The content provided questions the trustworthiness of government statistics on crime, specifically focusing on the reported "anti-Asian hate-crime epidemic." The author raises doubts about the claim that this epidemic is caused by MAGA Republicans residing in New York and San Francisco. They also question whether MAGA Republicans are responsible for random assaults on Asians and whether the data can be trusted.
Analysis of Hate Crime Statistics
According to a recent report by The City Journal, statistics show that black perpetrators account for 27.5 percent of violent attacks against Asians. However, Asians commit less than 0.1 percent of violent attacks against blacks, suggesting that proximity does not play a significant role in these attacks. The report also reveals that most violent attacks against individuals of a particular racial group are committed by other members of that group, except in the case of Asians where a plurality of attacks are committed by blacks. In fact, the data shows that blacks are responsible for 305 percent more violent crime against Asians than what neighborhood demographics would predict. On the other hand, whites and Hispanics commit significantly fewer attacks against Asians than expected.
Unreliability of Hate-Crime Statistics
The content suggests that hate-crime statistics are unreliable and do not accurately represent the true extent of anti-Asian racial violence, particularly when it is committed by young black individuals. The case of Sue Young is presented as an example of this phenomenon.
Flaws in Hate-Crime Reporting System
The article discusses the reliability of hate-crime statistics, pointing out that the majority of police departments report zero hate crimes each year. The author highlights that in 2019, less than 15% of the nearly 16,000 jurisdictions reported a single hate crime to the Department of Justice (DOJ), despite participating in the DOJ's reporting system. The article suggests that this small sample size raises doubts about the accuracy of hate-crime statistics.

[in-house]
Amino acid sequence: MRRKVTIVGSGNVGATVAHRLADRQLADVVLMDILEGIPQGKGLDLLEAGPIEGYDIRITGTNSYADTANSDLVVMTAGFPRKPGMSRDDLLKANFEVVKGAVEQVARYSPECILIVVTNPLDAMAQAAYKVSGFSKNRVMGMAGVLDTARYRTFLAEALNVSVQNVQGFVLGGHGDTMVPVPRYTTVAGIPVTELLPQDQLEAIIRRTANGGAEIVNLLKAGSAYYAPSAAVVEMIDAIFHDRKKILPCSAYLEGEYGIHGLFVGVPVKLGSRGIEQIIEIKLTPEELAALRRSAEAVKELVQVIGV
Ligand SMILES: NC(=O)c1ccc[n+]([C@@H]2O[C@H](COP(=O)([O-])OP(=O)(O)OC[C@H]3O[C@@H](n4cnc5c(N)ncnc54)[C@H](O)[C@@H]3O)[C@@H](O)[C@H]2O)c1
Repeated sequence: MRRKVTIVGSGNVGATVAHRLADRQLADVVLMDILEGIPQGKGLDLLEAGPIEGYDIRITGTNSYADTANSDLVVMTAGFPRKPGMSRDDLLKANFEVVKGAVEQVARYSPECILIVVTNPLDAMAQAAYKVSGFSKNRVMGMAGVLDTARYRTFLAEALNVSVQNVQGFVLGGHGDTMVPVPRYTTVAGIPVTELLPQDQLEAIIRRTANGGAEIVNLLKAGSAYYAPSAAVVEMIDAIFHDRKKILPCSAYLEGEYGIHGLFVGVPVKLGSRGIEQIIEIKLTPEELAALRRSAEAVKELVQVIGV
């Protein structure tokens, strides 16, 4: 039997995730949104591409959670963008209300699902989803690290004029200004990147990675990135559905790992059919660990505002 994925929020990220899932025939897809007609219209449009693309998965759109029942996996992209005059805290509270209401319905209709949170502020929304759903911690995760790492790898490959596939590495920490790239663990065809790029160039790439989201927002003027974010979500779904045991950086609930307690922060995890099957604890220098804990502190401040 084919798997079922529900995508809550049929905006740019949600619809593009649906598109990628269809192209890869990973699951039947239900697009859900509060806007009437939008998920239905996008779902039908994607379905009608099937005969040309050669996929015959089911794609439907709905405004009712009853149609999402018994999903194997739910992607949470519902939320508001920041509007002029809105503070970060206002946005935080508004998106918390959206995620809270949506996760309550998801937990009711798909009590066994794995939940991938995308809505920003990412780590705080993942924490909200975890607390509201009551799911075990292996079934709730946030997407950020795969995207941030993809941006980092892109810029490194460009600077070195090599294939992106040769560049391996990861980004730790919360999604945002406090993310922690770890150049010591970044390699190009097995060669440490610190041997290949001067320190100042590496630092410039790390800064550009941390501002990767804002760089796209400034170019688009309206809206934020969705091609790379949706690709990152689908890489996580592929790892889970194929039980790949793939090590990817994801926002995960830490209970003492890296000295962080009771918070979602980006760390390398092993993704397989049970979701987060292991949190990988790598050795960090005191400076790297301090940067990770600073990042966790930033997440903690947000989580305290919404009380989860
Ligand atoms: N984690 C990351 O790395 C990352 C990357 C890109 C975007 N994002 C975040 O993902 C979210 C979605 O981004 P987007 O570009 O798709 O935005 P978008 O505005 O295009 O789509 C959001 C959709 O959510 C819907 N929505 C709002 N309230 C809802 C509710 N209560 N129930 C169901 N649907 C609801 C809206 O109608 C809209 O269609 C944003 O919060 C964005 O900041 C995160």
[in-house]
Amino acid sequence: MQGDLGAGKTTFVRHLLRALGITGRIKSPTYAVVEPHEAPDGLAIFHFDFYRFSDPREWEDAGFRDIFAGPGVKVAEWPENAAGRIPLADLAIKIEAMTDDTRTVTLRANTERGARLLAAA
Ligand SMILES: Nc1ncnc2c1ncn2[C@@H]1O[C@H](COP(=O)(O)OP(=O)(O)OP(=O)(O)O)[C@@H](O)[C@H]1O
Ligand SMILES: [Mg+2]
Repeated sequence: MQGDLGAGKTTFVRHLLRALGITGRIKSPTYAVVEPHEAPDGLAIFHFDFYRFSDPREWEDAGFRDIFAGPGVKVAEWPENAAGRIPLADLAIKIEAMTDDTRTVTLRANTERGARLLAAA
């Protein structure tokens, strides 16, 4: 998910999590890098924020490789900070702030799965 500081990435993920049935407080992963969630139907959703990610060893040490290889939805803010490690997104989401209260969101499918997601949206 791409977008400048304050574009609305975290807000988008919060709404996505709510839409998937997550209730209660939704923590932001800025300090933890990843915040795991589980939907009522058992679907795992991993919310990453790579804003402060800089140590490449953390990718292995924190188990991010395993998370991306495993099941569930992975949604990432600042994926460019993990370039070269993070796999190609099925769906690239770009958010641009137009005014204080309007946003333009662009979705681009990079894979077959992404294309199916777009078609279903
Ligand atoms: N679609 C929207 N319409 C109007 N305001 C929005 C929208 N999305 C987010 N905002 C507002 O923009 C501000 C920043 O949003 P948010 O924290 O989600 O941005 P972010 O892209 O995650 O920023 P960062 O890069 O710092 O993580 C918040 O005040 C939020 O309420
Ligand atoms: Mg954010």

According to the provided content, some police departments are not verifying hate crimes as a legal matter when reporting statistics. The hate crime statistics are based on reports of hate crimes, not necessarily proven cases. The Department of Justice manual states that a police officer can code a case as "hateful" without requiring a jury or judge to confirm it as a hate crime.
The author questions the effectiveness and purpose of the hate crimes reporting system, highlighting its flaws and inconsistencies. They argue that hate crimes should not be given special attention and that crimes motivated by indifference to human life should be recorded separately. The author suggests that hate crimes are not accurately measured and questions why they are prioritized over other types of crimes.
The Perspective of Sue Young and Her Husband
Sue Young and her husband have given interviews in which they absolve their attacker of personal responsibility for the assault they experienced. They believe that the attacker's lack of privilege and their outlook on the world may have contributed to their actions. The couple does not consider the incident to be a hate crime and express contentment with not fighting back during the assault.